The painful response caused more than 2,500 employees to interrupt their activities on July 28 to make a strike. They demanded labor fairness and, evidently, criticized the company’s position in the face of the lawsuit:
“We believe that these statements have undermined our continued pursuit of equality within and outside of our industry. The categorization of allegations made as ‘distorted and, in many cases, false’ creates a business environment that discredits victims. It also raises questions about the ability of our organizations to hold perpetrators accountable for their actions and promote a safe environment for victims to speak out in the future. “
Bobby Kotick intervenes for the first time
Faced with such scandal, on the same July 28, Bobby Kotick came out to offer a first statement, acknowledging that Activision’s initial position was wrong. “Our initial response to the problem we all have to grapple with was, frankly, desperate.”. The manager took advantage of his intervention to assure employees that they are doing what is necessary to address complaints:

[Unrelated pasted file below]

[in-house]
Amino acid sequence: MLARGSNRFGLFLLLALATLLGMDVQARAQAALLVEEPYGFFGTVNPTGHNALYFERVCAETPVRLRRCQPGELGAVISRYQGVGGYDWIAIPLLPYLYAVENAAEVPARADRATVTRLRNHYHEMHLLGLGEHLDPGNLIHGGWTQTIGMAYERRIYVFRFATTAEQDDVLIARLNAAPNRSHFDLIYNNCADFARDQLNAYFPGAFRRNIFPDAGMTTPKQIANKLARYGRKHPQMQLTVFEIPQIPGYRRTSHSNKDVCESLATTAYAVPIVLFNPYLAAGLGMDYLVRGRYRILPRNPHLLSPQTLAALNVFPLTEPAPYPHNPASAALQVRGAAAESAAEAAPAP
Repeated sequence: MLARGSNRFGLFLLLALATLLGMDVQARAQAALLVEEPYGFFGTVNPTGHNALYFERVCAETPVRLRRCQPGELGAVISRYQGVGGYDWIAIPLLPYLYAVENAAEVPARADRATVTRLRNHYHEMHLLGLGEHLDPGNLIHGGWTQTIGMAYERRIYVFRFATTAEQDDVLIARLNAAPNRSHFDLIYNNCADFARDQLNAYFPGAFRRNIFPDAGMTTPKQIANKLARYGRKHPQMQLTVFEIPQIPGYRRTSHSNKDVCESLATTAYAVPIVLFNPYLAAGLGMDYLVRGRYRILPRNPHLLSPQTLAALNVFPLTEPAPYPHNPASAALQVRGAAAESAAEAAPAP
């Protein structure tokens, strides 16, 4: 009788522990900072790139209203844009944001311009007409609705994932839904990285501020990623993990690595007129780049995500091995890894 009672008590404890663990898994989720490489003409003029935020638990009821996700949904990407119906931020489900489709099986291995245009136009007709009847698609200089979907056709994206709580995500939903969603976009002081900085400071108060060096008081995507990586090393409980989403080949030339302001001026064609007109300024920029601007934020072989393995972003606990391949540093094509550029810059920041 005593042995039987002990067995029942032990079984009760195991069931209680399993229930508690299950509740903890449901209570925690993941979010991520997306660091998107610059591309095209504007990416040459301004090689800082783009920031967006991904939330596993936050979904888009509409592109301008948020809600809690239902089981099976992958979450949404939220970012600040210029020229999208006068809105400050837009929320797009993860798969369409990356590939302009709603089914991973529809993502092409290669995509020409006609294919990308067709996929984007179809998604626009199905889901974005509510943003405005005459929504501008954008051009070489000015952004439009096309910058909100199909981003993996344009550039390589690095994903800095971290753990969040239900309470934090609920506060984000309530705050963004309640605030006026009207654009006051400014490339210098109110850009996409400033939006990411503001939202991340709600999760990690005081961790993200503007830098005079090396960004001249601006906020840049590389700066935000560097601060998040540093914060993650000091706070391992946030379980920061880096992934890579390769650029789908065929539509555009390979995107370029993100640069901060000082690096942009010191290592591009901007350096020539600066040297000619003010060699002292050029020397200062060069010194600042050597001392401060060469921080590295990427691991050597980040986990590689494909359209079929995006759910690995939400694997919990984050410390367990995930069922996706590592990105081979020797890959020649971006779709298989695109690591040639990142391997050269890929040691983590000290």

“We are taking swift action to be the compassionate and caring company they chose to work for and to ensure a safe environment. There is no place in our company for discrimination, harassment or unequal treatment of any kind. We will do everything we can to ensure that together let’s improve and build an inclusive workplace that is essential for fostering creativity and inspiration. “
Investors demand stronger actions
The month after, finally shareholders took action. After all, your money is in a company whose image was seriously affected. On August 2, the Rosen Law firm, representing a group of shareholders, filed a lawsuit against Activision Blizzard. They accuse her of allegedly making “false and / or misleading statements and / or failing to disclose details about discrimination against minority women and employees.”
Additionally, they claim that they were never informed that the company was under investigation for two years. Their demand includes being compensated for the economic losses they suffered in recent weeks. Why? The value of the shares plummeted after the lawsuit – that of the State of California – became known.